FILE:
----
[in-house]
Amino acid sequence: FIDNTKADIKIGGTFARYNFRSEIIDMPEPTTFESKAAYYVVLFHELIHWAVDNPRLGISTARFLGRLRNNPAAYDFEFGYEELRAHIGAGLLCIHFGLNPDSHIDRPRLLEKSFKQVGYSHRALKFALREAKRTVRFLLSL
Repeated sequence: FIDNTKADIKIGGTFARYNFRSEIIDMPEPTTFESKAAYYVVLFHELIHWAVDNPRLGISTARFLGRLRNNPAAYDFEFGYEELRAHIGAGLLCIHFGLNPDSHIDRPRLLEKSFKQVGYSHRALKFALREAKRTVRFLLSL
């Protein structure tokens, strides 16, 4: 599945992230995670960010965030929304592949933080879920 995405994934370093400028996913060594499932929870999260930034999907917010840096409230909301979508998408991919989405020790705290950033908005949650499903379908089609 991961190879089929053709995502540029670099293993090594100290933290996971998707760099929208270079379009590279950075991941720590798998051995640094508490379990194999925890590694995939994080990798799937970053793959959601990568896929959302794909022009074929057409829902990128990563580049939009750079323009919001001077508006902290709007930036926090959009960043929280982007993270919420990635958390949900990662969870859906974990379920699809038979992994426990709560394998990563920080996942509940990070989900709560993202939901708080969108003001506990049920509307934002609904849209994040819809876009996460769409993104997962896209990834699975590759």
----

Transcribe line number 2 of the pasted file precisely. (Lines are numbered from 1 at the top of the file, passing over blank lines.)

Amino acid sequence: FIDNTKADIKIGGTFARYNFRSEIIDMPEPTTFESKAAYYVVLFHELIHWAVDNPRLGISTARFLGRLRNNPAAYDFEFGYEELRAHIGAGLLCIHFGLNPDSHIDRPRLLEKSFKQVGYSHRALKFALREAKRTVRFLLSL